3. Yer used tae four seasons in wan day.
4. Ye canna pass a chip/kebab shop withoot sleverin when yer blootert.
5. Ye kin fall about pished withoot spilling yer drink.
6. Ye see people wearin shell suits with burberry accessories –pure class!
7. Ye measure distance in minutes.
8. Ye kin understaun Rab C Nesbitt and know characters just like him, in yer ain family.
9. Ye go tae Saltcoats cos ye think it is like gaun tae the ocean.
10.Ye kin make hael sentences jist wae sweer wurds.
11. Ye know whit haggis is made ae and stull like eating it.
12. Somedy ye know his used a fitba schedule tae plan thur wedding day date
13. You've been at a wedding and fitba scores are announced in the Church/Chapel.
14. Ye urny surprised tae find curries, pizzas, kebabs, fish n chips,irn-bru, fags and nappies all in the wan shop.
15. Yer holiday home at the seaside has calor gas under it.
16. Ye know irn-bru is a hangover cure.
17. Ye learnt tae sweer afore ye learnt tae dae sums.
18. Ye actually understand this and yurr gonnae send it tae yer pals.
19. Finally, you are 100% Scot if you have ever said/heard these words;
how's it hingin
get it up ye wee beasties
amurny away an bile
yer heid peely-wally
A wee Glesga wumman goes intae a butcher shop, where the butcher has just came oot the freezer, and is standing haunds ahint his back, with his erse aimed at an electric fire. The wee wumman checks oot the display case then asks, "Is that yer Ayrshire bacon?" "Naw," replies the butcher.
"It's jist ma haun's ah'm heatin'.
Monday, 13 November 2006
Especially for a Monday.
For even more for the fact that it came in the post.
On a pretty long sleeved blue t-shirt.
From Mary Jaffe.
That's her hand writing too!
She gets the press and the kudos as she is starting to make these fun shirts in a semi-professional way. They are whimsical and cute and the shirts feel nice. She gets even more props for taking her ideas and making something happen with them. I admire the her creativity and even more her follow-through. I can't wait to announce when you can buy these online... but if you are wanting more information, contact firstname.lastname@example.org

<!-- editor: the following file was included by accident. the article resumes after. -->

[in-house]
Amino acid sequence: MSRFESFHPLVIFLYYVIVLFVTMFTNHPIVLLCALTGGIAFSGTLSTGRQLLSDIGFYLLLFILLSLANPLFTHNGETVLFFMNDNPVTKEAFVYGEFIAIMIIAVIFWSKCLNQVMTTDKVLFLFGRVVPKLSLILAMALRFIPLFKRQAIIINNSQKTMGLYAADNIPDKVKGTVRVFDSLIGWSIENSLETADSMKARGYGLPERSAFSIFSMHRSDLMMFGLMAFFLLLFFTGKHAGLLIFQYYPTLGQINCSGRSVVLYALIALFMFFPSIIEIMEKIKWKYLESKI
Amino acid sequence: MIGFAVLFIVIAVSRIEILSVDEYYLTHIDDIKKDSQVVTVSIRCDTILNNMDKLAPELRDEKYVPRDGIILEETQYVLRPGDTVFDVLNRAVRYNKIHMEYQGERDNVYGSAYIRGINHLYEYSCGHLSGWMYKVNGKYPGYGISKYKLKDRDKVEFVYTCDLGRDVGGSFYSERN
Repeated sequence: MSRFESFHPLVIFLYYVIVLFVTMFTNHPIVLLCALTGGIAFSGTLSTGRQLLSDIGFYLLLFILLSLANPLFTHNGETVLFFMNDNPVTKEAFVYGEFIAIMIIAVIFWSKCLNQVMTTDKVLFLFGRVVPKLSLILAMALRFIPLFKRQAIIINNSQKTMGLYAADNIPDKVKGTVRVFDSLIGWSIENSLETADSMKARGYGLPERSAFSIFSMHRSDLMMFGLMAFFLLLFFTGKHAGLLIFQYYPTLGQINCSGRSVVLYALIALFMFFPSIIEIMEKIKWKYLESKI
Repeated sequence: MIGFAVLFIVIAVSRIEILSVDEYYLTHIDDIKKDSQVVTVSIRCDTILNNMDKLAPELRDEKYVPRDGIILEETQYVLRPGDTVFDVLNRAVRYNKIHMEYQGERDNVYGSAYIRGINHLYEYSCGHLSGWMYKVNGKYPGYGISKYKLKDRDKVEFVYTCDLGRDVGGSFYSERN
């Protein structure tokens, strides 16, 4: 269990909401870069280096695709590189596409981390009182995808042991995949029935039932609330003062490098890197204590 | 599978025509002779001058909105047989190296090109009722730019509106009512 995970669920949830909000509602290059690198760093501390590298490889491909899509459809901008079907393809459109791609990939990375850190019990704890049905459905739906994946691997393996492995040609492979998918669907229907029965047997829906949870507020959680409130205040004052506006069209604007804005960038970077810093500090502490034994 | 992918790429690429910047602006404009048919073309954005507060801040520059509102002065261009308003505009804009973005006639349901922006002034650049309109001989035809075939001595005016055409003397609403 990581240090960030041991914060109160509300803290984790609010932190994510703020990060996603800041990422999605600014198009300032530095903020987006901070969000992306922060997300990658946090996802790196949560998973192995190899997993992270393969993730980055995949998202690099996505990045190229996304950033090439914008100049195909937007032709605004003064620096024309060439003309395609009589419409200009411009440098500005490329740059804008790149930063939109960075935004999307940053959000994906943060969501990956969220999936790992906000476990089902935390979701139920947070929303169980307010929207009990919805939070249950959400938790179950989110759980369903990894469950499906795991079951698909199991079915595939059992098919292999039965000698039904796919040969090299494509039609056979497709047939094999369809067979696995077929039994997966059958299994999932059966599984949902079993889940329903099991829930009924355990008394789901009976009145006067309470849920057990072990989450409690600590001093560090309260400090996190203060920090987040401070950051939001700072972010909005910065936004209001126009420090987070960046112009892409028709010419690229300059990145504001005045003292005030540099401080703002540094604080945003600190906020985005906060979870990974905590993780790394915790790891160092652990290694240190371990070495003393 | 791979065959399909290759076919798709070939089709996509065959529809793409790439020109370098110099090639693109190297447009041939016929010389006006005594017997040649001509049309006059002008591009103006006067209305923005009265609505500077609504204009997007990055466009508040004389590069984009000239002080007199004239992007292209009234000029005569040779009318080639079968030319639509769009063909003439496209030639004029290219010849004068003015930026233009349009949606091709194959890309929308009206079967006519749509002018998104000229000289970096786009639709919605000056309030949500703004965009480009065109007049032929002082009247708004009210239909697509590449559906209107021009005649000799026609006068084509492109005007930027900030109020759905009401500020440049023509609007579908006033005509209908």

Sunday, 12 November 2006
Besides just sharing my hair saga, this photo has an actual purpose.
It is going to be for my UK provisional driving licence. After 2 + years of driving with my white knuckles here, and making it up as I go, I have to bite it and take the test. Or should I say tests. Theory and practical. My US licence expires in January so I need to get the real deal here before that. It involves way more than you'd imagine and I may even take actual driving lessons here, which is what most folk do. I did the math and I have been driving (wait for it) 22 years. Time to un-learn the bad habits and get back to Mr. Kedrowski's drivers ed mantra of keeping hands at 10 and 2. Except all on the other side of the road. Maybe even the motorway.
In other news, I am now officially working a 4-day week which I think may save my sanity and my life. I've only have one Monday so far and it was booked solid with coaching and the aforementioned hair. This week's Monday promises to be exclusively my own -- for books and a movie and the gym and catching up or shopping or all or none of those. Sigh. Shades of yesteryear.
It is hard to believe we have only been here 4 months. We are shoulder deep in life. Work, school, schedules, routines, go-to handlers sorted like acupuncturist, hair, dry cleaning, cobbler, butcher, florist, bakery, hardware store, manicures, gym, movie theaters, doctors. We need a dentist. But other than that, we know who and where we are. It is amazing how comforting that is to have sorted. In retrospect it took a lot of psychic energy to make our way. Now on to the next phase. Get to the things on my list that are more deeply connected to the future... not just running to keep up with the present.